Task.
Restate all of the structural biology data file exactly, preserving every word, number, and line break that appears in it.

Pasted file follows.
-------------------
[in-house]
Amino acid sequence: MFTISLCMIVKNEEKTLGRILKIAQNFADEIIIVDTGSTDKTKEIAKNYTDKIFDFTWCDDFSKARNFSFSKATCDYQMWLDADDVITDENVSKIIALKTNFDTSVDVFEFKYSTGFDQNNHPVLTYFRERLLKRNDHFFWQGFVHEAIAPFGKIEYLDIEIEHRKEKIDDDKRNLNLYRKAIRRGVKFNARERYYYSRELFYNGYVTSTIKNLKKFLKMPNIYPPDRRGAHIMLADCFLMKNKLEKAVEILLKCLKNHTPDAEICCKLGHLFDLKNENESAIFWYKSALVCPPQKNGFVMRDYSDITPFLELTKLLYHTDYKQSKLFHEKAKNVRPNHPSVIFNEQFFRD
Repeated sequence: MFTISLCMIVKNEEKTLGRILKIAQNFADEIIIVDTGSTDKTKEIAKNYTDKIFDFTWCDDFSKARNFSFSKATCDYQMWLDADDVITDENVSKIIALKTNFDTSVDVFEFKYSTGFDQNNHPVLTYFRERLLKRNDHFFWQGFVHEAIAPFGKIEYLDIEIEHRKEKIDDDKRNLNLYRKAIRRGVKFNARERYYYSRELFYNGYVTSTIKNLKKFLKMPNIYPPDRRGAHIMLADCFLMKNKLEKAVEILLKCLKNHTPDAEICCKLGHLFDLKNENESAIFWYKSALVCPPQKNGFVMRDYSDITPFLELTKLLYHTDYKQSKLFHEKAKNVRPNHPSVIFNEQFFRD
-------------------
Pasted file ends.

[in-house]
Amino acid sequence: MFTISLCMIVKNEEKTLGRILKIAQNFADEIIIVDTGSTDKTKEIAKNYTDKIFDFTWCDDFSKARNFSFSKATCDYQMWLDADDVITDENVSKIIALKTNFDTSVDVFEFKYSTGFDQNNHPVLTYFRERLLKRNDHFFWQGFVHEAIAPFGKIEYLDIEIEHRKEKIDDDKRNLNLYRKAIRRGVKFNARERYYYSRELFYNGYVTSTIKNLKKFLKMPNIYPPDRRGAHIMLADCFLMKNKLEKAVEILLKCLKNHTPDAEICCKLGHLFDLKNENESAIFWYKSALVCPPQKNGFVMRDYSDITPFLELTKLLYHTDYKQSKLFHEKAKNVRPNHPSVIFNEQFFRD
Repeated sequence: MFTISLCMIVKNEEKTLGRILKIAQNFADEIIIVDTGSTDKTKEIAKNYTDKIFDFTWCDDFSKARNFSFSKATCDYQMWLDADDVITDENVSKIIALKTNFDTSVDVFEFKYSTGFDQNNHPVLTYFRERLLKRNDHFFWQGFVHEAIAPFGKIEYLDIEIEHRKEKIDDDKRNLNLYRKAIRRGVKFNARERYYYSRELFYNGYVTSTIKNLKKFLKMPNIYPPDRRGAHIMLADCFLMKNKLEKAVEILLKCLKNHTPDAEICCKLGHLFDLKNENESAIFWYKSALVCPPQKNGFVMRDYSDITPFLELTKLLYHTDYKQSKLFHEKAKNVRPNHPSVIFNEQFFRD